Nor was 7-Eleven fazed for long. Not to be outdone, the convenience store giant put out a statement explaining that actually, they did offer fresh, high quality baked goods and that therefore Romney had been quite correct in asserting that Walsh’s delectable cookies could have come from one of their stores.
Turning bad publicity into good is, of course, nothing new: just ask Charlie Sheen, and the brands currently benefiting from his presence in their TV commercials. Or out-gay comedienne, talk show host and freshly minted JC Penney spokesperson Ellen DeGeneres, who invoked the wrath of pro-family group One Million Moms, which threatened a boycott of the store, then dropped it after receiving a deluge of comments on its Facebook page from women stating that although they hadn’t shopped at JC Penney before, they would be shopping there now.
And that’s just business. Politicians are also just as capable of digging themselves out of the deepest of holes — and then building palaces on the resulting piles of dirt. Think of Ronald Reagan, the “Teflon president”; or that most epic piece of bad publicity turnabout, the Lewinsky scandal.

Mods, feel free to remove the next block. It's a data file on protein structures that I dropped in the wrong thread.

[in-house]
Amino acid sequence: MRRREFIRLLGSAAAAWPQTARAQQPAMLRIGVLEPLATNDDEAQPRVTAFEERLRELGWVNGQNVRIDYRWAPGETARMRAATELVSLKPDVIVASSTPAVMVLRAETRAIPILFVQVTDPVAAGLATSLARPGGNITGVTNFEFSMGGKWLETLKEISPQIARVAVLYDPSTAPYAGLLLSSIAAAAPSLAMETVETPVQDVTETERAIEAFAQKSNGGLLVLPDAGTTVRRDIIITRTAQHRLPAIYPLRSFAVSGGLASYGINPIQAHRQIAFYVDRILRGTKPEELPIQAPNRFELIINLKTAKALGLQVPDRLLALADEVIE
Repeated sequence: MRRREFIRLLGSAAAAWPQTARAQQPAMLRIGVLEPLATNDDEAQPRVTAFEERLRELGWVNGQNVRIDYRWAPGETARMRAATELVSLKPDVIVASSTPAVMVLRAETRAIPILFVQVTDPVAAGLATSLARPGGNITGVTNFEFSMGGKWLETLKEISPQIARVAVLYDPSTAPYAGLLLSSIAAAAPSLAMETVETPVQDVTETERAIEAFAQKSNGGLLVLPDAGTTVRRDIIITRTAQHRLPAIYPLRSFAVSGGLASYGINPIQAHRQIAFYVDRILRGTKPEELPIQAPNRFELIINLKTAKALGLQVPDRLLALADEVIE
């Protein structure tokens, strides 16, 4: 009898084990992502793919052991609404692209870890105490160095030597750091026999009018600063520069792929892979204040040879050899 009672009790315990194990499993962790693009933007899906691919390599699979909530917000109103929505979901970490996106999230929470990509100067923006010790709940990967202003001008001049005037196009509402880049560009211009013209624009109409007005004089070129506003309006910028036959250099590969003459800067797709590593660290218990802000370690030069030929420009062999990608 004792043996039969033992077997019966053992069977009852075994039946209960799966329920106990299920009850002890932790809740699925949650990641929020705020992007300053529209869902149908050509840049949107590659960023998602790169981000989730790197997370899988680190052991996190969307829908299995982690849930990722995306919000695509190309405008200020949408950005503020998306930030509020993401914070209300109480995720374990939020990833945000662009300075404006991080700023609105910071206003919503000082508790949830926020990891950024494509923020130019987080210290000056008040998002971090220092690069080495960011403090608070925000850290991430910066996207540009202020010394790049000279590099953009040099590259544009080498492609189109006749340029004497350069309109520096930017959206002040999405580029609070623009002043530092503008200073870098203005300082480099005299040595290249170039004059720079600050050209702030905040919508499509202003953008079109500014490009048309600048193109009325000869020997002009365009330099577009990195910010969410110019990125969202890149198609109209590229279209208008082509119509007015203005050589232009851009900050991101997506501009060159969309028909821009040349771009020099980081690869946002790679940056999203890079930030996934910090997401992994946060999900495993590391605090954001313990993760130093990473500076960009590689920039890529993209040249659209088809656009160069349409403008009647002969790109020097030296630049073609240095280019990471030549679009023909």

This particular storm in a biscotti-dunkable teacup is unlikely to do much damage to Romney in the grander scheme of things, although he can be certain that it will come back to haunt him many times between now and November — at least it will if Democratic strategists have been paying any attention, which they have been. On the contrary, it might very well, as we have seen, help him. John Walsh says he still supports Romney, and would love him to come back and try the cookies he spurned. If it accepts Walsh’s invitation, and times the return visit right, the Romney campaign has a potential public relations goldmine right there.
We shall see. For now I must leave you, dear reader, to ponder this shining illustration of small and big business cleverness in adversity, while I go and find some lunch. Unlike Mitt Romney, I have just a little bit of an appetite. Oh, and there’s a 7-Eleven just down the street.